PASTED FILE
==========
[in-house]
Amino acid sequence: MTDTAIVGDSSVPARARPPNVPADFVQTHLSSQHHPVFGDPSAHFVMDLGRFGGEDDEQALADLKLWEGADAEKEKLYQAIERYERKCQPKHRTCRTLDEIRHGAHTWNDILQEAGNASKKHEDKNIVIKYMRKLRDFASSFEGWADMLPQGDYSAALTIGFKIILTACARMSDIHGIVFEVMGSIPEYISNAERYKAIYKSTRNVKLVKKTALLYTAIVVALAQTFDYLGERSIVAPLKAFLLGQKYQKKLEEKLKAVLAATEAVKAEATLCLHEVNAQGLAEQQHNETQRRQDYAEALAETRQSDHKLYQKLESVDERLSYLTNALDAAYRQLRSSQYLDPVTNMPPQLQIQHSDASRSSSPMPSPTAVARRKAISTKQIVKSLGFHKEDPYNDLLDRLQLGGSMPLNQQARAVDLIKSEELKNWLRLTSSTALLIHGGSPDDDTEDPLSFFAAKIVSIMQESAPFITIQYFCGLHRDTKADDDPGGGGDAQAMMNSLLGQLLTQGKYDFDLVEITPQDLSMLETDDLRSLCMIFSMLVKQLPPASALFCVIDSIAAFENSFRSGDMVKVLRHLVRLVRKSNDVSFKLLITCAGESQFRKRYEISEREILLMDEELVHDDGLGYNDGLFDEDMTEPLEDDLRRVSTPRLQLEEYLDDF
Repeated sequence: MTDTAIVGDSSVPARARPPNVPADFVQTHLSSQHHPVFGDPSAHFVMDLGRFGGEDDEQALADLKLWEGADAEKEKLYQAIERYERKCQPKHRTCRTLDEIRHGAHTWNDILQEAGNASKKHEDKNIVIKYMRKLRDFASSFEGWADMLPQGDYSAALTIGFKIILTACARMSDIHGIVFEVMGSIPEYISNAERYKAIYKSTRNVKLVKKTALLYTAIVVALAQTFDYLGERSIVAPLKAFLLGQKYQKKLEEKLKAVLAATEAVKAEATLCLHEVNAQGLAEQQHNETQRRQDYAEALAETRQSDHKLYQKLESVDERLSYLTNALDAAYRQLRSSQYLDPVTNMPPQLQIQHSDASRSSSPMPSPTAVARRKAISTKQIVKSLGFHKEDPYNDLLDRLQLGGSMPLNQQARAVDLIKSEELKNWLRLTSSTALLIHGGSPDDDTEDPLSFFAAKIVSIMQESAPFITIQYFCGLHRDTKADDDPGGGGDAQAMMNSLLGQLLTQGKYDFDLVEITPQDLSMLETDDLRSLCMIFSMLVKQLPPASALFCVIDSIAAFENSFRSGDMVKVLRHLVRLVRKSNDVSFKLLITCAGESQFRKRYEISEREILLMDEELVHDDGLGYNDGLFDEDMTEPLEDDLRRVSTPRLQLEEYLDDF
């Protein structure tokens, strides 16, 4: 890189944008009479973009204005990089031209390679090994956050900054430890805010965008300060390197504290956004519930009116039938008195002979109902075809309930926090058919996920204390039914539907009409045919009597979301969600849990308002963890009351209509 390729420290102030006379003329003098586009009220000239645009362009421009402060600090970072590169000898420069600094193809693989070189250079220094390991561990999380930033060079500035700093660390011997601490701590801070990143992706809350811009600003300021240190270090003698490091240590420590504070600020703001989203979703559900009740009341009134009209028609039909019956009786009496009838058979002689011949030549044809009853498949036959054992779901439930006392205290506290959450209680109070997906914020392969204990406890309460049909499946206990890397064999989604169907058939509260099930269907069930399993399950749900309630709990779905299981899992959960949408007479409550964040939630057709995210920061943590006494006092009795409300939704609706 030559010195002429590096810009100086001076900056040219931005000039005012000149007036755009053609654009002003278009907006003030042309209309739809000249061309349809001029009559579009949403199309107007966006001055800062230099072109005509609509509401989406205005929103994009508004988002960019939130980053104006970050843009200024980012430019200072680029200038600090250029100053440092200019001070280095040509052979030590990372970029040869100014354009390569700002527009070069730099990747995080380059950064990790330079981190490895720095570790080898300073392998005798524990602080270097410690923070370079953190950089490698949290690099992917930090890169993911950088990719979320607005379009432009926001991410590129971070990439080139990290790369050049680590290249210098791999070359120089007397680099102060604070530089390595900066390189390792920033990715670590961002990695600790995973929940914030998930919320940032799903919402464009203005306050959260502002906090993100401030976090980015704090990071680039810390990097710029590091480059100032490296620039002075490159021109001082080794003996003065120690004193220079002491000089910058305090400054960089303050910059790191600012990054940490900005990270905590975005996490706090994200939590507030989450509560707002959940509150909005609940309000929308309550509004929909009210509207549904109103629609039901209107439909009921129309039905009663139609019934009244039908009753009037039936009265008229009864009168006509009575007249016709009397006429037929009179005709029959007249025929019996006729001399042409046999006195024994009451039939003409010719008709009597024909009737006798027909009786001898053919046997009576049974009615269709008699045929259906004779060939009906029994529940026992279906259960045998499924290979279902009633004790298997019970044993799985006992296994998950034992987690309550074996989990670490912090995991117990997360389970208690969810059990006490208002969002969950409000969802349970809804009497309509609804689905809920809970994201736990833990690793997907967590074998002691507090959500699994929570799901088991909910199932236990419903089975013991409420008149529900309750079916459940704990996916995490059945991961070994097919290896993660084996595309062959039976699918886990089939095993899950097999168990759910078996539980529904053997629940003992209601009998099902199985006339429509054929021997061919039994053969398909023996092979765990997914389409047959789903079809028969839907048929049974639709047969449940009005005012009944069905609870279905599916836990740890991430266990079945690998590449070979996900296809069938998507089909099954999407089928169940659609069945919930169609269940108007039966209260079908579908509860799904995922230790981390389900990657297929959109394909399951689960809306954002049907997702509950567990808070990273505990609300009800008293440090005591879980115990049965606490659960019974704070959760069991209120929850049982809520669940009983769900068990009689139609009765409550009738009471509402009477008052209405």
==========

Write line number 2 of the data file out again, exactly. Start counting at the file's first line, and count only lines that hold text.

Amino acid sequence: MTDTAIVGDSSVPARARPPNVPADFVQTHLSSQHHPVFGDPSAHFVMDLGRFGGEDDEQALADLKLWEGADAEKEKLYQAIERYERKCQPKHRTCRTLDEIRHGAHTWNDILQEAGNASKKHEDKNIVIKYMRKLRDFASSFEGWADMLPQGDYSAALTIGFKIILTACARMSDIHGIVFEVMGSIPEYISNAERYKAIYKSTRNVKLVKKTALLYTAIVVALAQTFDYLGERSIVAPLKAFLLGQKYQKKLEEKLKAVLAATEAVKAEATLCLHEVNAQGLAEQQHNETQRRQDYAEALAETRQSDHKLYQKLESVDERLSYLTNALDAAYRQLRSSQYLDPVTNMPPQLQIQHSDASRSSSPMPSPTAVARRKAISTKQIVKSLGFHKEDPYNDLLDRLQLGGSMPLNQQARAVDLIKSEELKNWLRLTSSTALLIHGGSPDDDTEDPLSFFAAKIVSIMQESAPFITIQYFCGLHRDTKADDDPGGGGDAQAMMNSLLGQLLTQGKYDFDLVEITPQDLSMLETDDLRSLCMIFSMLVKQLPPASALFCVIDSIAAFENSFRSGDMVKVLRHLVRLVRKSNDVSFKLLITCAGESQFRKRYEISEREILLMDEELVHDDGLGYNDGLFDEDMTEPLEDDLRRVSTPRLQLEEYLDDF